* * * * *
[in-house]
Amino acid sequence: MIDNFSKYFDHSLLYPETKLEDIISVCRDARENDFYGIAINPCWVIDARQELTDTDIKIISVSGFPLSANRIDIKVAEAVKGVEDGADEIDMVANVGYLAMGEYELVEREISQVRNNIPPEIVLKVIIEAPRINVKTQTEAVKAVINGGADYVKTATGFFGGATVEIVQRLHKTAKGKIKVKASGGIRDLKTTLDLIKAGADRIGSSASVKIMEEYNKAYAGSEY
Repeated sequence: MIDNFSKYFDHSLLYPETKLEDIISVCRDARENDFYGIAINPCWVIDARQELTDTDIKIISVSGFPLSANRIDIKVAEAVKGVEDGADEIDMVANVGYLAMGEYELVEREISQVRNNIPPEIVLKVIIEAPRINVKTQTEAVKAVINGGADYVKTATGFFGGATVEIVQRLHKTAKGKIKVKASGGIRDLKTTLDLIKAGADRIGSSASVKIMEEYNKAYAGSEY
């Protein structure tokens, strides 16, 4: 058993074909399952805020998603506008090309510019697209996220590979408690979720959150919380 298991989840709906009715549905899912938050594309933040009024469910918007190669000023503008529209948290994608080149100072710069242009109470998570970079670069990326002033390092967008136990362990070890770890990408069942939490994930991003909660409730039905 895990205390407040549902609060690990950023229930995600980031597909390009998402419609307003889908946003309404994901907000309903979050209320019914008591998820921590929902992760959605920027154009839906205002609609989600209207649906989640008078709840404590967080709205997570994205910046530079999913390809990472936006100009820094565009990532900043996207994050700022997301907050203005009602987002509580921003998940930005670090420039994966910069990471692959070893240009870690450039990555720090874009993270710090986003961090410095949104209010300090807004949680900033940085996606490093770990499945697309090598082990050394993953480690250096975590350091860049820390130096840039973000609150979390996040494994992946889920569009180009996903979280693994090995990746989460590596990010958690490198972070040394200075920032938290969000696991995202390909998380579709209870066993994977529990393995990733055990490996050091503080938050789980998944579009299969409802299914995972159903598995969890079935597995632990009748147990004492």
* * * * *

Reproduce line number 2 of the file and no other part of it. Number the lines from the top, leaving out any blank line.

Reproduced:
Amino acid sequence: MIDNFSKYFDHSLLYPETKLEDIISVCRDARENDFYGIAINPCWVIDARQELTDTDIKIISVSGFPLSANRIDIKVAEAVKGVEDGADEIDMVANVGYLAMGEYELVEREISQVRNNIPPEIVLKVIIEAPRINVKTQTEAVKAVINGGADYVKTATGFFGGATVEIVQRLHKTAKGKIKVKASGGIRDLKTTLDLIKAGADRIGSSASVKIMEEYNKAYAGSEY